Coal: with a southern accent now
In 2022, coal exports via Russian seaports rose by less than 2%, year-on-year. The highly demanded route to the Far East has become a bottleneck for coal logistics, hence the southward shift of coal flows. However, the capacity of railway approaches is also limited there.
Which port is the leader?
Coal handling in Russian seaports rose by almost 2%, year-on-year, according to the statistics offered by Association of Commercial Sea Ports. The ports of the Baltic Basin saw a decrease by over 9%, the Far East ports – a slight increase of 0.5%, the Arctic Basin – by 5.5%. The Southern Basin has demonstrated a distinguished growth of almost 20%.
In the North-West region, the largest share in coal exports is that of Ust-Luga: in 2022, it handled 38.5 million tonnes, down 8.4%. The largest port of the Arctic region, Murmansk, demonstrated a decrease by 3% to 12.6 million tonnes. In general, the growth of coal exports in the Arctic Basin was driven by the activities of small terminals in Kandalaksha, Beringovsky, etc. However, the impact of the Arctic ports is minor.
In the Far East, the best results were achieved by Vanino port with its terminals having handled 32.5 million tonnes of export coal, up 7%, year-on-year.
In the South, the bulk volumes were handled in Taman which increased coal handling by almost one third, year-on-year (30.5 million tonnes versus 22 million tonnes a year ago).
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The year of 2022 was marked by the EU embargo and uncertainty in the global market of freight rates for bulkers. Long-standing problems of overloaded railway infrastructure, especially that of the Far East, have aggravated.
The Achilles' heel of the Far Eastern route is an acute shortage of BAM and Transsib capacity. Aid the eastward pivot of logistics, all and sundry rushed to the Far East with containers being the first. Container transportation is more profitable than coal transportation for railway operators. For the state, containerized cargo is also a priority, since containers transport, among other things, spare parts and components that are in dire need for the domestic economy.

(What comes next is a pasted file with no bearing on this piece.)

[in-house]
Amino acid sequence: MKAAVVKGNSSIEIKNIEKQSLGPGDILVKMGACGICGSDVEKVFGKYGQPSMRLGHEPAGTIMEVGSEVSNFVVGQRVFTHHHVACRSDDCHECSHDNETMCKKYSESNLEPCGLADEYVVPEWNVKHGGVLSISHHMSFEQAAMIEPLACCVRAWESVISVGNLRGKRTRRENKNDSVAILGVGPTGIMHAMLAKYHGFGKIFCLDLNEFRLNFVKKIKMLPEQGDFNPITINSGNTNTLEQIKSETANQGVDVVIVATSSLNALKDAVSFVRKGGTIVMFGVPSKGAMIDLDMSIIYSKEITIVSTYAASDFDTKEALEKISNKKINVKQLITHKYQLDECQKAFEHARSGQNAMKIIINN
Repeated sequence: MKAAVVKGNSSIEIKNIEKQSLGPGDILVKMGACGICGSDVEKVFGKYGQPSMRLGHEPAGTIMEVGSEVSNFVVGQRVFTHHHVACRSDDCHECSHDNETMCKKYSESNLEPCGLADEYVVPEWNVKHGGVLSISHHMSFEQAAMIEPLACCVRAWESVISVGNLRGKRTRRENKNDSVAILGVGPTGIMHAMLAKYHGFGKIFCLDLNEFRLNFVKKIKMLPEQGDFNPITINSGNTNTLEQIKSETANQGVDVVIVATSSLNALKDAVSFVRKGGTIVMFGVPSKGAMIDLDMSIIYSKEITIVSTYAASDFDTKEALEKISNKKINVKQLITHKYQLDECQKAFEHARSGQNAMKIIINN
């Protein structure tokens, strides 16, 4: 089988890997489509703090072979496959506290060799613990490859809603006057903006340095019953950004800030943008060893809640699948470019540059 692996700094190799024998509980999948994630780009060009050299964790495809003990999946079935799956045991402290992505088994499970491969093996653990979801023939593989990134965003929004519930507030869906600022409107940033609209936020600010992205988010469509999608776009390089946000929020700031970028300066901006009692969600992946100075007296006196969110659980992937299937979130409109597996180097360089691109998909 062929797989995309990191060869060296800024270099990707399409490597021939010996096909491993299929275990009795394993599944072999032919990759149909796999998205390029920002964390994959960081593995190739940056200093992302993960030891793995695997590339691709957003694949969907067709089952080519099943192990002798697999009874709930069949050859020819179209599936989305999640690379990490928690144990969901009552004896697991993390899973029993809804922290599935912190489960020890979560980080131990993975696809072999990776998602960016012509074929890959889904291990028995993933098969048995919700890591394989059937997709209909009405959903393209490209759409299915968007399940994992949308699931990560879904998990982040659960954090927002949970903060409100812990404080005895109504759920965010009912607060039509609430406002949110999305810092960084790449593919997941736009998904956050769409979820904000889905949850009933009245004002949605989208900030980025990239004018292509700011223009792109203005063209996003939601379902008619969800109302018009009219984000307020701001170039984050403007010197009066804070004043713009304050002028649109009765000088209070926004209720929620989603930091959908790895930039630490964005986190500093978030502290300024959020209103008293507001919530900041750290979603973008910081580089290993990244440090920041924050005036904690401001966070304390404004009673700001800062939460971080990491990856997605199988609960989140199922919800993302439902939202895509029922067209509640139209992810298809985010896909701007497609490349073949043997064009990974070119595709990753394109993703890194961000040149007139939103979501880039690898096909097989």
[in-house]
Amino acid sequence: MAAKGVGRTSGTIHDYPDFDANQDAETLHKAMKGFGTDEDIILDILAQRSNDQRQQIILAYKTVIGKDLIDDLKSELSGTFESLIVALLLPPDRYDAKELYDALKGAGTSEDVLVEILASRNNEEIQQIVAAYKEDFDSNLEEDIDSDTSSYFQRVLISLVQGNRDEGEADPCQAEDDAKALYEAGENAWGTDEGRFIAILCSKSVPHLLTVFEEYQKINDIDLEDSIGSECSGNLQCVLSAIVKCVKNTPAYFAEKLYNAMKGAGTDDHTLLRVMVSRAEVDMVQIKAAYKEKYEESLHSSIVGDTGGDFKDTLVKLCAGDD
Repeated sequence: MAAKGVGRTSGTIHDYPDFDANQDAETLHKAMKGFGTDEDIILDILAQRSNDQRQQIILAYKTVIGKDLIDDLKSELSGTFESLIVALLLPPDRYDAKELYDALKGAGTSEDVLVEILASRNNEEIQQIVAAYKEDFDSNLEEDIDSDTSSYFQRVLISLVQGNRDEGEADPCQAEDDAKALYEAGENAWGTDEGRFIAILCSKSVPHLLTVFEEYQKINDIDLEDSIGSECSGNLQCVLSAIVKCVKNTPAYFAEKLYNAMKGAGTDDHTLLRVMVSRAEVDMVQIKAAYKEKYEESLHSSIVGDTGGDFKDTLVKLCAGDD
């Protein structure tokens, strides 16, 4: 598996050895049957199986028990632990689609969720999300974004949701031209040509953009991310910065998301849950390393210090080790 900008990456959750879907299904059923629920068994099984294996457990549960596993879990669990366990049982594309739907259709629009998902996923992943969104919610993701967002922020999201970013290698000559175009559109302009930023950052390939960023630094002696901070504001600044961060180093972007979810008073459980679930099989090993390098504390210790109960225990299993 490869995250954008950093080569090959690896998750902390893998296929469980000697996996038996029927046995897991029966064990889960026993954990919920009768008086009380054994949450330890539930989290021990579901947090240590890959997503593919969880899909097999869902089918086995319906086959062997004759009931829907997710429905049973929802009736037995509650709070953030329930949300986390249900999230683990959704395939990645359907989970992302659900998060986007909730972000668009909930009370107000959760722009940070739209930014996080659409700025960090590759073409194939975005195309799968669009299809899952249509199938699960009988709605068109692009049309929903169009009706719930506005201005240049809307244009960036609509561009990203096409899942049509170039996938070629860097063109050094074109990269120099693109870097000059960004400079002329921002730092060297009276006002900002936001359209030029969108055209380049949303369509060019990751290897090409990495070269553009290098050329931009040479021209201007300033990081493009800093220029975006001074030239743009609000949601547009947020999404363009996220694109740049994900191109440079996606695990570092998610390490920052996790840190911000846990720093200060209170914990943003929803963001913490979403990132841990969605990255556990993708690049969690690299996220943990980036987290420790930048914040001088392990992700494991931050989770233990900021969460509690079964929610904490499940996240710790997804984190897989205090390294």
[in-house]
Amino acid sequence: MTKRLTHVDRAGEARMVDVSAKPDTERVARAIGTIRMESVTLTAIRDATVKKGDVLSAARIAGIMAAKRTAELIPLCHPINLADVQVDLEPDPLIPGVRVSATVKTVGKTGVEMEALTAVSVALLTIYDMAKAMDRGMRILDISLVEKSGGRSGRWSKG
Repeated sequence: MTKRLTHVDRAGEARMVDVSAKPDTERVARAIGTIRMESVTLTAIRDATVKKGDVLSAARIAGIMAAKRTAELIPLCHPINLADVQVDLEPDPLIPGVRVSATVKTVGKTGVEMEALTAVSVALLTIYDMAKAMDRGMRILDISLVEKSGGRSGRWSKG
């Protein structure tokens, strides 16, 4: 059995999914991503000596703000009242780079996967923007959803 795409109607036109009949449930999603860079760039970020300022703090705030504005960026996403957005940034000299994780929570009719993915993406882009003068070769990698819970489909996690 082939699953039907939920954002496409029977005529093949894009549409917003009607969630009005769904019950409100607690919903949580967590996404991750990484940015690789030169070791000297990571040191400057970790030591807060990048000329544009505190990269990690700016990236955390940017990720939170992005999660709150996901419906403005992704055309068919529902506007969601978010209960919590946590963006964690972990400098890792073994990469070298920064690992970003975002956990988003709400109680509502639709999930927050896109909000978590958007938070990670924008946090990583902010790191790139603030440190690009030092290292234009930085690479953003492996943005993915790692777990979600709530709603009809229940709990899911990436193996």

In the autumn 2022, the market participants estimated the shortage of the Eastern Polygon capacity at 140 million tonnes per year – that was announced by Ruslan Baisarov, Chairman of Bamtonnelstroy-Most BoD, speaking at the Eastern Economic Forum. He believes that annual capacity of 284 million tonnes is needed.
Russian Railways says that from 1 January 2023, throughput capacity of the Eastern Polygon makes 158-160 million tonnes. By 2030, with the implementation of the Eastern Polygon development project’s Phase II (BAM and Transsb development), annual coal transportation will grow by over 28 million tonnes. That coal will be directed to Russia’s Far East ports. Additional 25 million tonnes per year can come from Kuzbass and Elginskoye fields.
Although that forecast has not been confirmed so far, it is below the market demand: the situation with coal shipment is not likely to improve, the more so as large coal terminals in the Far East are working towards diversification of their businesses in favor of more profitable containers and the railways are actively using gondola cars for container transportation.